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In 2017 podcast, Labor leader Michaeli says she considered joining Likud

In rather confusing response, dovish lawmaker now says she was only joking when she said was drawn to Netanyahu’s right-wing party

Labor party leader Merav Michaeli seen during a first meeting of the Labor party with new elected members in Tel Aviv on February 2, 2021. (Avshalom Sassoni/Flash90)
Labor party leader Merav Michaeli seen during a first meeting of the Labor party with new elected members in Tel Aviv on February 2, 2021. (Avshalom Sassoni/Flash90)

Labor party leader Merav Michaeli said in the past that she considered joining the right-wing Likud party before eventually settling on the left-wing movement she now heads.

Michaeli, who was voted Labor leader last month, made the revelation during an interview with the Geekonomy podcast in May 2017, Channel 13 News reported Wednesday.

Responding to the revived comments, Michaeli said she was only joking when she made them, though the wording of her response Wednesday did not entirely clear up the confusion.

In a segment from the 2017 podcast, rebroadcast by Channel 13, the left-wing lawmaker says that when she was first planning on entering politics she was drawn to Likud.

“The truth is I considered it,” she says when it is put to her during the interview that her views are similar to those of members of Benjamin Netanyahu’s party.

Michaeli, a former journalist and Haaretz columnist, then clarifies that she is talking about a period before she joined the Labor party in 2012.

“Because a few times in the past I was approached about going into politics,” she says in the podcast. “And in one of them, I said to myself, ‘If I am already going to [enter politics] then perhaps I will go to Likud.'”

She says part of her motivation was to be a sort of “Trojan horse” within Likud. However, she stresses that she has never voted for Likud but only for Labor or left-wing Meretz.

Michaeli then says she thinks she would have won a seat in parliament on the Likud party slate on her first run at the Knesset but not in later elections, “because I would not provide what was required” by the party line.

She says she chose to join Labor because she felt it was important that there be a government that is not right-wing.

MK Merav Michaeli speaks in the Knesset on December 7, 2016. (Hadas Parush/Flash90)

Channel 13 said it spoke with a producer of the podcast who said there was no indication at the time that Michaeli was being sarcastic or trying to be funny.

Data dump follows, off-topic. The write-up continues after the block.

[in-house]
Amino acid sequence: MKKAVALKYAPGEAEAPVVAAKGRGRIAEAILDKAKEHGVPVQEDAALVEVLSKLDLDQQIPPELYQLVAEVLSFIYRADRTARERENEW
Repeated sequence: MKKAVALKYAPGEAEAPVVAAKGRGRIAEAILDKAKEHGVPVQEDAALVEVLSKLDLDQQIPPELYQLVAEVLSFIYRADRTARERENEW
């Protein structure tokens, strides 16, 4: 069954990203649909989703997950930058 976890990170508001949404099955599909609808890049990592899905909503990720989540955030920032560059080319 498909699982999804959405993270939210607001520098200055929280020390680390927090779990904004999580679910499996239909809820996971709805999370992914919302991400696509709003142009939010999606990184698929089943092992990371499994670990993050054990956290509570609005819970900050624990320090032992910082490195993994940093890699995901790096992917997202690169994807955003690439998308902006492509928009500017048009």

In a somewhat confusingly worded response given to Channel 13 for its report, Michaeli said she had considered joining Likud years ago because senior party leaders, including Netanyahu, supported the Israeli withdrawal from the Gaza Strip in 2005 and Netanyahu had given a speech declaring his support for the two-state solution to the conflict with the Palestinians.

“I considered joining a Likud that seemed to advocate clear left-wing positions,” Michali said in the statement. “And seriously, it’s absolutely clear that it was a joke. The Labor Party is my only party, that I have insisted on staying in and rebuilding anew.”

Michaeli was elected to the Knesset in November 2012 and has remained an MK ever since, aside from a period between April and August 2019 during which she lost her Knesset seat.

After previous Labor leader Amir Peretz took the party into the Netanyahu-led unity government, Michaeli rejected sitting in the coalition, making her a de facto opposition member within her own party, and within the coalition.

Her first move after being elected party leader was to pull Labor out of the government, prompting Pertz to resign from the party so that he could remain a minister.

Labor has seen its fortunes tumble in recent years, hit by a rightward shift among Israeli voters, turmoil in the party, and the emergence of new political players who have eroded its base. Since entering the government after the previous election, the party lost virtually all of its support.

Since Michaeli took over, however, it has rebounded somewhat and polls have indicated it could win around 6-8 seats.

Israel is heading to its fourth round of elections in two years on March 23.

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